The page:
A blast from the past at Cayuga High School

A blast from the past at Cayuga  High  School
CAYUGA—Cayuga High School’s class of 1946-1947, 92 pupils. All names from left to right. Back row: R. Rickert, N. Still, E. Lint, A. Murphy, J. Armour, R. Rhodes, C. Latham, B. Mathews, M. Jarrett, G. Augustine, G. Mealy, C.W. Learoyd, C. Rutherford, J. Dunham, B. Baldwin, K. Johnson, F. Rickert, A. Derby, J. Armstrong, R. Belzner, R. Hoight, W. Last, T. Rae. Third row: M. Hall, D. Walton, E. McLung, M. Oxley, B. Benfield, M. Kindree, B. Kindree, N. Donavon, F. McLean, P. Anthony, B. LaRue, B. Murphy, J. Kindree, P. Sutor, B. Fagan, E. Clark, B. Learoyd, J. Adams, B. Tyler, L. Reist, M. Fess, J. Atkinson, L. Bird, C. Bird, V. Bird, I. Possi, A. Connelly, D. Oster. Second row: M. Swyer, B. Meadows, J. Mathews, J. Anthony, W. Derby, B. Barnes, S. Henderson, S. Stitt, J. McLean, P. Oster, R. Riley, J. Mickles, M. Murphy, Volick, M.J. Lint, B. Bradt, D. Thompson, M. Sutor, J. McLoud, E. Volick, C. Oxley, J. Kohler, M. Fagan. Front row: D. Gibson, B. Wilson, B. Walton, B. Campbell, S. Dunham, R. Top, B. Campden, E. Armstrong, H. Hoight, B. McSorley, L. Young, R. Moodie, R. Winger, B. Mehlenbacher. *Please Note: Names were copied directly from back of photo. We apologize for any spelling mistakes, as not all names were fully legible. —Photo courtesy of Jack Armour.

Editor’s Note: The current Cayuga Secondary School opened in its present location on Hwy. 54 just outside Cayuga in 1963 as the Cayuga Technical and Commercial High School. Prior to that, it was located in Cayuga, where there are now condos, and was simply called Cayuga High School (CHS). The excerpt below was submitted by Jack Armour.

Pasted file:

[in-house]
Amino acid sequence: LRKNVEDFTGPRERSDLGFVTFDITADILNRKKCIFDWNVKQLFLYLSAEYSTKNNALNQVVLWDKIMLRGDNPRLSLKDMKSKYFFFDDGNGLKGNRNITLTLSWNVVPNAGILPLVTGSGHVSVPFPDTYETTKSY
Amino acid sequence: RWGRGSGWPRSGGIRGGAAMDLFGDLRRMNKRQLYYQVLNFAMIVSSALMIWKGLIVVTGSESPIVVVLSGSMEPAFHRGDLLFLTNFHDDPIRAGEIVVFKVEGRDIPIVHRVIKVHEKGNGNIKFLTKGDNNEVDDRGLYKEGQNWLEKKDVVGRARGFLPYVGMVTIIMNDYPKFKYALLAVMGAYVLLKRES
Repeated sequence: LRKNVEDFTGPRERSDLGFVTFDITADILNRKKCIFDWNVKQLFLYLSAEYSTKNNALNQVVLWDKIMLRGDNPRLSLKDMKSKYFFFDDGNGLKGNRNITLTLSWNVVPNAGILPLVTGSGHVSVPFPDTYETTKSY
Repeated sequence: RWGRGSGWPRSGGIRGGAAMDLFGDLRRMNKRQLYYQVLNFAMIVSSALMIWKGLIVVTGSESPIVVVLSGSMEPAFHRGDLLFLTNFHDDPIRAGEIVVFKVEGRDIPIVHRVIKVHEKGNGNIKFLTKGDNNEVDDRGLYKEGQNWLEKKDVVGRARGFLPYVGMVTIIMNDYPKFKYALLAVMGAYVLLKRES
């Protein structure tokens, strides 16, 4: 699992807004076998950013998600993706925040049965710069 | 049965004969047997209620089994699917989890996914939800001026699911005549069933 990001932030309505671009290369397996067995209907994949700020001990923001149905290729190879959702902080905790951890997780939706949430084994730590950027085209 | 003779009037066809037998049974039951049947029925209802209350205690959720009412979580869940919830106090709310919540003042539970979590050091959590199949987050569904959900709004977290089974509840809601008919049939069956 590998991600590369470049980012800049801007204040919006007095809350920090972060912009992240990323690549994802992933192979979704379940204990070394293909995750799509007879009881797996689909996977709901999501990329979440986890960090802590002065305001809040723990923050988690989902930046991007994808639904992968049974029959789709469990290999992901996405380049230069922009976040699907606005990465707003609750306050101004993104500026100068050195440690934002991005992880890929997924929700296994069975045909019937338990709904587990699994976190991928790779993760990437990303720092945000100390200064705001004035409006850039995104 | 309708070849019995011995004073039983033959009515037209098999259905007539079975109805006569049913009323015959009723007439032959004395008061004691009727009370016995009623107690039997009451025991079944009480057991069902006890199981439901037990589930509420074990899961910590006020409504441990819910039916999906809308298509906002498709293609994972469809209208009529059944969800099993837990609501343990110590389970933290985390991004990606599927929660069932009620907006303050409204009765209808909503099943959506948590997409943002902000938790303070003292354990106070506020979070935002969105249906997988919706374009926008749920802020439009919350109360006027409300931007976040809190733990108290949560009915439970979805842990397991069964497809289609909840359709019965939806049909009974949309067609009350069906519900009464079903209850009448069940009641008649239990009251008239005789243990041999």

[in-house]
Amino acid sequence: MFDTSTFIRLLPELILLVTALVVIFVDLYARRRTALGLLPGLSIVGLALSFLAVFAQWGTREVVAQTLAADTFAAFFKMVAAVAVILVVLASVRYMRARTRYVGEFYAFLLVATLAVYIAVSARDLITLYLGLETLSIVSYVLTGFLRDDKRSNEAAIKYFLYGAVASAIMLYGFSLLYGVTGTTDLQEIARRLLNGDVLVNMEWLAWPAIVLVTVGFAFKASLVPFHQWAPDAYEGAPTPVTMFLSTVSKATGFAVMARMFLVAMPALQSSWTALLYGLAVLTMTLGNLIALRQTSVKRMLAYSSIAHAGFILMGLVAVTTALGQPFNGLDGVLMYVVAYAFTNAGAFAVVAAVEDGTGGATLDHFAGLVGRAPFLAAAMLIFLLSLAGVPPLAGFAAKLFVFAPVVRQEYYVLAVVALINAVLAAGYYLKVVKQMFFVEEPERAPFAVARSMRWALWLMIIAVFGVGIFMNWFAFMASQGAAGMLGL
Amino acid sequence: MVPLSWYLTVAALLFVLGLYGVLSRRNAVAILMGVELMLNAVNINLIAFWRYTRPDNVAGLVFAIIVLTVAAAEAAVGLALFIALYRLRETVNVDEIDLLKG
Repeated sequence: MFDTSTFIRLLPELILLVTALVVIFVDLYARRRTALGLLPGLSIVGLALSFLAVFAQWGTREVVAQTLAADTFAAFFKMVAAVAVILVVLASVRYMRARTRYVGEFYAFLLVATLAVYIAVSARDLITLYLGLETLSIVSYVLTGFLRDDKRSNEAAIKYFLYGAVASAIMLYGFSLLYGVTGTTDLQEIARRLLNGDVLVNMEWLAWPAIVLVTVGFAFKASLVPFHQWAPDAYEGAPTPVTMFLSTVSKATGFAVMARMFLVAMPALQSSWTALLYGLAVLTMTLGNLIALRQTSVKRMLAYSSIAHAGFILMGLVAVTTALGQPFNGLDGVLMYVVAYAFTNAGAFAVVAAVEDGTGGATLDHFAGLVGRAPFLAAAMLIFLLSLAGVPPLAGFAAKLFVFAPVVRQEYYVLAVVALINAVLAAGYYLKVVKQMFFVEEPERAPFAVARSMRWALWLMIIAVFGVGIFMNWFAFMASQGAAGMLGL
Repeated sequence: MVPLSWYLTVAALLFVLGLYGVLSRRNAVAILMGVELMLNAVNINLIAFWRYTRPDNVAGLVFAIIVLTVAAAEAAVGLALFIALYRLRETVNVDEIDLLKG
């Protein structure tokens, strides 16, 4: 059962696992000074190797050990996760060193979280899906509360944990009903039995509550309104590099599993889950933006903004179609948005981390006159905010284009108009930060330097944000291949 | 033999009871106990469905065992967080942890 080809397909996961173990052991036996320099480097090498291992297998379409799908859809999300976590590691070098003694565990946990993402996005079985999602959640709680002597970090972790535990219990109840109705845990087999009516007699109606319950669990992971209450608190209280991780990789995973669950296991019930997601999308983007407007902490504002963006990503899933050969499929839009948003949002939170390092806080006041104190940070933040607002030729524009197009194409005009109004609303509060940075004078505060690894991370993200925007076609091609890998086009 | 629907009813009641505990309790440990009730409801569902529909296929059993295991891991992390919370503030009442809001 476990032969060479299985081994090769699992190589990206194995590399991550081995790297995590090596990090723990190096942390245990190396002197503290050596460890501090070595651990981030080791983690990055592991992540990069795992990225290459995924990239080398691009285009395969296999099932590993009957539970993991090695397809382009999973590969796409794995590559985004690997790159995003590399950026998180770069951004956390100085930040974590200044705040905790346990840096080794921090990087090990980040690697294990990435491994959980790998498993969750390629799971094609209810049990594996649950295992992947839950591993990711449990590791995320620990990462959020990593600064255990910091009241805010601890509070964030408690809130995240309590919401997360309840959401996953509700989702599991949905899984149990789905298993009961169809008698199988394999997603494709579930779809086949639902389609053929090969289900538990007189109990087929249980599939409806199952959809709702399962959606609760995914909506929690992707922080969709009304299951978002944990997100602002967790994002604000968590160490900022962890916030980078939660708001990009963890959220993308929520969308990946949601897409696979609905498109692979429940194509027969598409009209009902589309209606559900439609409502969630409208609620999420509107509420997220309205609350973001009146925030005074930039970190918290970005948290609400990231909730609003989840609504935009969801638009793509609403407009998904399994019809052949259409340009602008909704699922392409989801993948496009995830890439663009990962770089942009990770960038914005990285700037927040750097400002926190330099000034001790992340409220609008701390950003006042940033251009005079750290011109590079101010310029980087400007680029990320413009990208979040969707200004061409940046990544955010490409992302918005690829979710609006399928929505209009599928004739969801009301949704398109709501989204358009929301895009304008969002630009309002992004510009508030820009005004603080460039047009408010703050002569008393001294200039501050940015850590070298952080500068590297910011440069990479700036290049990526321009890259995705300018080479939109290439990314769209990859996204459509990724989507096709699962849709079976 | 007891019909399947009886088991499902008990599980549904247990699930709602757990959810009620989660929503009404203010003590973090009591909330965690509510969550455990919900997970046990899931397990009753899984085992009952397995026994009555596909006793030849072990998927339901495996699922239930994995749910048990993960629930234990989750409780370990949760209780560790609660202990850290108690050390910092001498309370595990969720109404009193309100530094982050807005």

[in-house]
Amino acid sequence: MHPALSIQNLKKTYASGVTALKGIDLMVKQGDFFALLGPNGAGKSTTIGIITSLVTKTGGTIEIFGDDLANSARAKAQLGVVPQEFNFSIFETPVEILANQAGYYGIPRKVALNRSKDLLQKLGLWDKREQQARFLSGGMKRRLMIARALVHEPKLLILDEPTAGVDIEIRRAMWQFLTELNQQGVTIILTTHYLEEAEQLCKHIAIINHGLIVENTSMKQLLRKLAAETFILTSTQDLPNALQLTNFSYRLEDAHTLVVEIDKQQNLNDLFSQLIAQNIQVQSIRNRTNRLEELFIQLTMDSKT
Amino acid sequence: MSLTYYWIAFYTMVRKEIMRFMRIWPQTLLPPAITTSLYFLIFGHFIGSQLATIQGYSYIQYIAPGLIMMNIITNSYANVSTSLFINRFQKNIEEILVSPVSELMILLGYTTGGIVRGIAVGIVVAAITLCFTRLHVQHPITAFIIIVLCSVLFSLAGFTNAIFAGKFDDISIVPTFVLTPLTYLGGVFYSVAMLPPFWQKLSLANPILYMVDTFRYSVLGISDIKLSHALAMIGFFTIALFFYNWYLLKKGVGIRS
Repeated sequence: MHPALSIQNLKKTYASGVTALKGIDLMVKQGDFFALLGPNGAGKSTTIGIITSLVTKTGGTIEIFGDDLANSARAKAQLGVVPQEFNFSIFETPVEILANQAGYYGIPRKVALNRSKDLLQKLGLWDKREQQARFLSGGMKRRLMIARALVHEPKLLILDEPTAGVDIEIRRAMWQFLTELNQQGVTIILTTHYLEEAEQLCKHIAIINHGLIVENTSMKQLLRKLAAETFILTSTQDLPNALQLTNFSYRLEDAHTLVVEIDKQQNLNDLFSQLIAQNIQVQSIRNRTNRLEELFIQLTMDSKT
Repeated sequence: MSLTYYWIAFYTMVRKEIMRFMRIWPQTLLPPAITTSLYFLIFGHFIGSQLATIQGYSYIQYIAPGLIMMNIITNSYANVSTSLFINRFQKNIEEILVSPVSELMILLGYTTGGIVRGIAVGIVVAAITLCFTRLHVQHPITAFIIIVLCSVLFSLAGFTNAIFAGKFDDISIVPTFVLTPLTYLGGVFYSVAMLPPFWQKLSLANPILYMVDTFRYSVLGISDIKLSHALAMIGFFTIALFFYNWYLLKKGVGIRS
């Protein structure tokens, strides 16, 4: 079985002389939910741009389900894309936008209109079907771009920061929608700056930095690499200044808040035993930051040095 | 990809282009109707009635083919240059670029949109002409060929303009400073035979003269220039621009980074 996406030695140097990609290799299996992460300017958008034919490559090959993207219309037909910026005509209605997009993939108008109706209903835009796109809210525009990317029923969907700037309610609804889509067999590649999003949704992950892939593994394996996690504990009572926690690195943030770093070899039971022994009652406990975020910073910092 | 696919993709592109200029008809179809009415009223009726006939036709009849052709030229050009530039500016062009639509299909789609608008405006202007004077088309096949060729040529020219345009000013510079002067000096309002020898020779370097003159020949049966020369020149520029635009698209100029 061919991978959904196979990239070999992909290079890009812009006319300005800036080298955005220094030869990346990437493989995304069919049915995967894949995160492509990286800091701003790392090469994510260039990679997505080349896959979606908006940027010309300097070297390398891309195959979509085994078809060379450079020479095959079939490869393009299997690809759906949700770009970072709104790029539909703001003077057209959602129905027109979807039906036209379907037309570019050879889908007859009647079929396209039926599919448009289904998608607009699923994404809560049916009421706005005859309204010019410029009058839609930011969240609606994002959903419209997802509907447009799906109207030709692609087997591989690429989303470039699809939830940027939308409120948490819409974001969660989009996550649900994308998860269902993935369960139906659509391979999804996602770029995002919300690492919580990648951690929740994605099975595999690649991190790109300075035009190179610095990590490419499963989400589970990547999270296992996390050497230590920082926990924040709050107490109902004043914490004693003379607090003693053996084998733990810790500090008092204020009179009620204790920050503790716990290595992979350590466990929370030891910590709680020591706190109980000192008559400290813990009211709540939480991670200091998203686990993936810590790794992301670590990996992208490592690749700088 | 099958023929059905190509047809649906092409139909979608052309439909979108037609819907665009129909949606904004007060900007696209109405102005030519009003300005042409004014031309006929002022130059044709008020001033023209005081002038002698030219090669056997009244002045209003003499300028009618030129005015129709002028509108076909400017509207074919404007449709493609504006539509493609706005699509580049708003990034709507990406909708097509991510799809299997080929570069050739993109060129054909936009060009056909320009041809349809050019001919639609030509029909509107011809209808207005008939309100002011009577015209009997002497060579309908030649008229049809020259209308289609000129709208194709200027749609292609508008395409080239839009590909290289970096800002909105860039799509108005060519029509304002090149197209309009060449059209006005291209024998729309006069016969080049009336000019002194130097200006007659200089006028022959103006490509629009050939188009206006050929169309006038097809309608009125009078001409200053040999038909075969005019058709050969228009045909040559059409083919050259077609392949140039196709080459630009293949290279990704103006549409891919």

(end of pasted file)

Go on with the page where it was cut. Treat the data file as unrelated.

History from the 1959 Cayuga High School Centennial Yearbook

            Cayuga High School is now about a century old, older than the High School at Dunnville or Hagersville. Two events stand out as turning points, the first was the fire of 1921, the second the formation of the West Haldimand High School Board in 1948.

School memories seem to revolve around personalities. We will try to recall sufficient of these to set the tongues wagging about the good old school days at Cayuga High.

An early report in 1868 says there were then 20 pupils in attendance. No Latin, Greek, French or German was taught, but Christian Morals was definitely a school subject in those days.

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